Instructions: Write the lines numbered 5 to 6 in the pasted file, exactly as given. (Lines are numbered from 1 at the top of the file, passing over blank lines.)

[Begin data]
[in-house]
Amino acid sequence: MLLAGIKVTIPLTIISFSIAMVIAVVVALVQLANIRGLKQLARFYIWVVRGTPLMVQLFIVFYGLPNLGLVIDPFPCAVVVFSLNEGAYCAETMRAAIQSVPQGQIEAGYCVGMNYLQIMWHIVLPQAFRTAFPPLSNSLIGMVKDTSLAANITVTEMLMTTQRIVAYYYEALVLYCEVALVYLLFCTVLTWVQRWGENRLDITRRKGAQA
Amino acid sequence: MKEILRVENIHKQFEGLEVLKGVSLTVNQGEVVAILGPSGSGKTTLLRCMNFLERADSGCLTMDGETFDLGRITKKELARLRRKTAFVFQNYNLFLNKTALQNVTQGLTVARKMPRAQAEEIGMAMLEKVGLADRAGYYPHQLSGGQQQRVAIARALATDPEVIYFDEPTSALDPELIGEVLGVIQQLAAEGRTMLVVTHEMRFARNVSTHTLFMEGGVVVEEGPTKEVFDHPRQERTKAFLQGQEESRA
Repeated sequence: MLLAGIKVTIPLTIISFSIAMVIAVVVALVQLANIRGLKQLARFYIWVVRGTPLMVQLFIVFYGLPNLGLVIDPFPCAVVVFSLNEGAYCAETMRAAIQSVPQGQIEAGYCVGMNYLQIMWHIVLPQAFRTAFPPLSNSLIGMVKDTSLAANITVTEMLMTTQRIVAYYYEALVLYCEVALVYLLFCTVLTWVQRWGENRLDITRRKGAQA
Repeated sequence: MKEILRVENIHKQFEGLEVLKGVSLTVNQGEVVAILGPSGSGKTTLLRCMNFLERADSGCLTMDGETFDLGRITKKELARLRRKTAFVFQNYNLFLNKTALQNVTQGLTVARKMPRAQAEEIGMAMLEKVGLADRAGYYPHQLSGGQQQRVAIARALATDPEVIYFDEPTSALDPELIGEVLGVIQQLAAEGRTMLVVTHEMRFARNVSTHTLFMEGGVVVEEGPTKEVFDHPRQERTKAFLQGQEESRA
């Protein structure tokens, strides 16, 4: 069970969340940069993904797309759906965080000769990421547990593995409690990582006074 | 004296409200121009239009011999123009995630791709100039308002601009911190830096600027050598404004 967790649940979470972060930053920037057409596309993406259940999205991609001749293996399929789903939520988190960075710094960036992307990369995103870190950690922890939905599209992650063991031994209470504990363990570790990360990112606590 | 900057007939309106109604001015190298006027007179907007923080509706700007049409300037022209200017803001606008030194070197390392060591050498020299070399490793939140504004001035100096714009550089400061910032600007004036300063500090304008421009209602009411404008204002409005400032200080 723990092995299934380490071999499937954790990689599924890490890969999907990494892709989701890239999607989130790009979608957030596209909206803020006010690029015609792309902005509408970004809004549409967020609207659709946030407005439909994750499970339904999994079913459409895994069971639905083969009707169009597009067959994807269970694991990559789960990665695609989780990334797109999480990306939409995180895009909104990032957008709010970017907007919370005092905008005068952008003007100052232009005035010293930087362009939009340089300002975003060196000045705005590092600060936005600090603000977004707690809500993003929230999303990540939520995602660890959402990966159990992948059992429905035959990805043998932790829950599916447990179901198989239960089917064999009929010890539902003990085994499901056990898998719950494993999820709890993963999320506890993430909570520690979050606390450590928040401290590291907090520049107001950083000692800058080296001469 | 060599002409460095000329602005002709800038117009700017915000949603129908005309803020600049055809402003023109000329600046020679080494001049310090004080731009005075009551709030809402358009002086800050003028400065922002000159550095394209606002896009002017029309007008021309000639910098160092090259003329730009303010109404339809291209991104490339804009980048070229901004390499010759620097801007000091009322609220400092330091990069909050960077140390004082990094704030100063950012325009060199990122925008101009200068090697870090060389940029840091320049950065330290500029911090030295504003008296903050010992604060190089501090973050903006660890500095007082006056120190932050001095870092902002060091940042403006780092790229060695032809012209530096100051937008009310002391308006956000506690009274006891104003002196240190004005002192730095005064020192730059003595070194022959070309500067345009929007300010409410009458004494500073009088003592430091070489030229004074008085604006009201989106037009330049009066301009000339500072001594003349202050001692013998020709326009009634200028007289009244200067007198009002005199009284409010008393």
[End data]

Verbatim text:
Repeated sequence: MKEILRVENIHKQFEGLEVLKGVSLTVNQGEVVAILGPSGSGKTTLLRCMNFLERADSGCLTMDGETFDLGRITKKELARLRRKTAFVFQNYNLFLNKTALQNVTQGLTVARKMPRAQAEEIGMAMLEKVGLADRAGYYPHQLSGGQQQRVAIARALATDPEVIYFDEPTSALDPELIGEVLGVIQQLAAEGRTMLVVTHEMRFARNVSTHTLFMEGGVVVEEGPTKEVFDHPRQERTKAFLQGQEESRA
């Protein structure tokens, strides 16, 4: 069970969340940069993904797309759906965080000769990421547990593995409690990582006074 | 004296409200121009239009011999123009995630791709100039308002601009911190830096600027050598404004 967790649940979470972060930053920037057409596309993406259940999205991609001749293996399929789903939520988190960075710094960036992307990369995103870190950690922890939905599209992650063991031994209470504990363990570790990360990112606590 | 900057007939309106109604001015190298006027007179907007923080509706700007049409300037022209200017803001606008030194070197390392060591050498020299070399490793939140504004001035100096714009550089400061910032600007004036300063500090304008421009209602009411404008204002409005400032200080 723990092995299934380490071999499937954790990689599924890490890969999907990494892709989701890239999607989130790009979608957030596209909206803020006010690029015609792309902005509408970004809004549409967020609207659709946030407005439909994750499970339904999994079913459409895994069971639905083969009707169009597009067959994807269970694991990559789960990665695609989780990334797109999480990306939409995180895009909104990032957008709010970017907007919370005092905008005068952008003007100052232009005035010293930087362009939009340089300002975003060196000045705005590092600060936005600090603000977004707690809500993003929230999303990540939520995602660890959402990966159990992948059992429905035959990805043998932790829950599916447990179901198989239960089917064999009929010890539902003990085994499901056990898998719950494993999820709890993963999320506890993430909570520690979050606390450590928040401290590291907090520049107001950083000692800058080296001469 | 060599002409460095000329602005002709800038117009700017915000949603129908005309803020600049055809402003023109000329600046020679080494001049310090004080731009005075009551709030809402358009002086800050003028400065922002000159550095394209606002896009002017029309007008021309000639910098160092090259003329730009303010109404339809291209991104490339804009980048070229901004390499010759620097801007000091009322609220400092330091990069909050960077140390004082990094704030100063950012325009060199990122925008101009200068090697870090060389940029840091320049950065330290500029911090030295504003008296903050010992604060190089501090973050903006660890500095007082006056120190932050001095870092902002060091940042403006780092790229060695032809012209530096100051937008009310002391308006956000506690009274006891104003002196240190004005002192730095005064020192730059003595070194022959070309500067345009929007300010409410009458004494500073009088003592430091070489030229004074008085604006009201989106037009330049009066301009000339500072001594003349202050001692013998020709326009009634200028007289009244200067007198009002005199009284409010008393």